Vietnamese air traffic controllers, passenger punished for blunders

By Mai Ha, Thanh Nien News

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A Jetstar Pacific aircraft. Photo credit: Vietnam News Agency A Jetstar Pacific aircraft. Photo credit: Vietnam News Agency


Vietnamese aviation authorities issued punishments against two air traffic controllers and a passenger as part of a strict zero-tolerance approach to procedural violations following a startling string of global aviation catastrophes. 

The Civil Aviation Authority of Vietnam (CAAV) fined two air traffic controllers for causing a four-minute loss of contact with a Jetstar Pacific pilot shortly before landing.

The incident occurred on July 23, as a plane traveling from Ho Chi Minh City began its descent toward Vinh Airport in Nghe An Province. 
Air traffic controller Le Minh depressed the wrong button on a communication panel, while issuing directives for the pilot to land. The error blocked the transmission of his directive to the pilot.

The resulting four-minute loss of contact forced the pilot to pull the plane back into the air.

After contact was re-established, the plane finally landed at the airport at 10:55 p.m. --10 minutes behind schedule.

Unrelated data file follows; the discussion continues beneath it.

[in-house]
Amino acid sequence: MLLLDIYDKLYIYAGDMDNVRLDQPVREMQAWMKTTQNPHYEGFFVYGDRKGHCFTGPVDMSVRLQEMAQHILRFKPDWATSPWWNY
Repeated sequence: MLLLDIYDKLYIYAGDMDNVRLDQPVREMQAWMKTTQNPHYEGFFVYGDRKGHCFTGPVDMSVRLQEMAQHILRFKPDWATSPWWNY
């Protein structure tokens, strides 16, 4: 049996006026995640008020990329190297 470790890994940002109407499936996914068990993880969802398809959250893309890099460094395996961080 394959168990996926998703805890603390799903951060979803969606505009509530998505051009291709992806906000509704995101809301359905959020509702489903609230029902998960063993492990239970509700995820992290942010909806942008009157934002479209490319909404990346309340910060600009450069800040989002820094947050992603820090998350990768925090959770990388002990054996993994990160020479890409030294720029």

Minh was fined VND7.5 million (US$353) and had his licensed revoked for two months.

Chu Thanh Ba, another air traffic controller who was on duty that night, was also fined VND7.5 million for leaving his seat while the plane was about to land at the airport.

The CAAV ordered five air traffic controllers from Noi Bai International Airport in Hanoi to organize a training session for their counterparts at the Vinh Airport.

The same day, the Northern Airports Authority fined Pham Minh Ninh, 61, VND15 million ($707) for opening an emergency exit following a flight from Ho Chi Minh City to Thanh Hoa Province on July 22.

Minh reportedly opened the plane’s emergency exit while it was taxiing to its gate at Tho Xuan Airport in Thanh Hoa.

The incident forced a team of engineers to re-secure the exit door, causing a 1 hour and 40 minute delay for passengers who scheduled to take the same plane to Ho Chi Minh City.

The airline decided to offload 23 passengers whose seats were located near the opened emergency exit for safety reasons.

The group was loaded into a car to catch another HCMC-bound flight in Hanoi -- 140 kilometers away.

Minh told inspectors he was anxious to get out of the plane and thought the emergency exit was just another door. He added that it was his first time on an airplane.

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